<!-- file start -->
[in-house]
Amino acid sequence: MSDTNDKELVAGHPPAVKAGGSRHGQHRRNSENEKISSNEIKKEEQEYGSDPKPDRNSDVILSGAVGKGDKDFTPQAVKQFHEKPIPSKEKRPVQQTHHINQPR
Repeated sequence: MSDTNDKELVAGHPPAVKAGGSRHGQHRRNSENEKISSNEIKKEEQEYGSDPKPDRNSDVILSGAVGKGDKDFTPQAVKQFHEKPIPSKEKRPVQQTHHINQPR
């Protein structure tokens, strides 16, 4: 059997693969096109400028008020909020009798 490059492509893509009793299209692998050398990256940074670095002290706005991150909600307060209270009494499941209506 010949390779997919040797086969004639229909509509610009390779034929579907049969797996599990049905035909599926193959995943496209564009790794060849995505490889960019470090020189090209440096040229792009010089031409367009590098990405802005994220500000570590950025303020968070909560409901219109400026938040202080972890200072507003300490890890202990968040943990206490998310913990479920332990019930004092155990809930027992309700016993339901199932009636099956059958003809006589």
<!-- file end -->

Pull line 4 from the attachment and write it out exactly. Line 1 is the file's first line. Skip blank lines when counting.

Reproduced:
């Protein structure tokens, strides 16, 4: 059997693969096109400028008020909020009798 490059492509893509009793299209692998050398990256940074670095002290706005991150909600307060209270009494499941209506 010949390779997919040797086969004639229909509509610009390779034929579907049969797996599990049905035909599926193959995943496209564009790794060849995505490889960019470090020189090209440096040229792009010089031409367009590098990405802005994220500000570590950025303020968070909560409901219109400026938040202080972890200072507003300490890890202990968040943990206490998310913990479920332990019930004092155990809930027992309700016993339901199932009636099956059958003809006589």